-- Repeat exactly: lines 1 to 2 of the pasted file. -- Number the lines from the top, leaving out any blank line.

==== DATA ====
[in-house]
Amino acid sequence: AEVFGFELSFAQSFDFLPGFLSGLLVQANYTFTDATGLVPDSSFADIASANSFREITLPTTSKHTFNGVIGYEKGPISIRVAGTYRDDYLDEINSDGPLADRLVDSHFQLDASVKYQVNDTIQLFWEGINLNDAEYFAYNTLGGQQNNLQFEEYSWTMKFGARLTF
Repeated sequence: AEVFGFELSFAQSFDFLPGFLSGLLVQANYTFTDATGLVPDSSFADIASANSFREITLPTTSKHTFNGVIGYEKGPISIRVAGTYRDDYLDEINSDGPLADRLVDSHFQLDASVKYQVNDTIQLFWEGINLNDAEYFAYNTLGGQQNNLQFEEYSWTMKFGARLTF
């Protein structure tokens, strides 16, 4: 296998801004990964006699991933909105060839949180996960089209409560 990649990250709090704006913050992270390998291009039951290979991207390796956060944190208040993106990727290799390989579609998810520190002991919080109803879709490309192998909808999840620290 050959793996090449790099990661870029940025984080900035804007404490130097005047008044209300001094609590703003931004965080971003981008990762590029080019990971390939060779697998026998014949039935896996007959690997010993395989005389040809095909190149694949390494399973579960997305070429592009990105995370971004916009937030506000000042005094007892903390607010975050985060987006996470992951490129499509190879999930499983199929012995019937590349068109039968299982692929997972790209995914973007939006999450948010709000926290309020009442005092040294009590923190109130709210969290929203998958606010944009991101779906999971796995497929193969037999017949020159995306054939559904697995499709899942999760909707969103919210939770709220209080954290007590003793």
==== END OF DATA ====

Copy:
[in-house]
Amino acid sequence: AEVFGFELSFAQSFDFLPGFLSGLLVQANYTFTDATGLVPDSSFADIASANSFREITLPTTSKHTFNGVIGYEKGPISIRVAGTYRDDYLDEINSDGPLADRLVDSHFQLDASVKYQVNDTIQLFWEGINLNDAEYFAYNTLGGQQNNLQFEEYSWTMKFGARLTF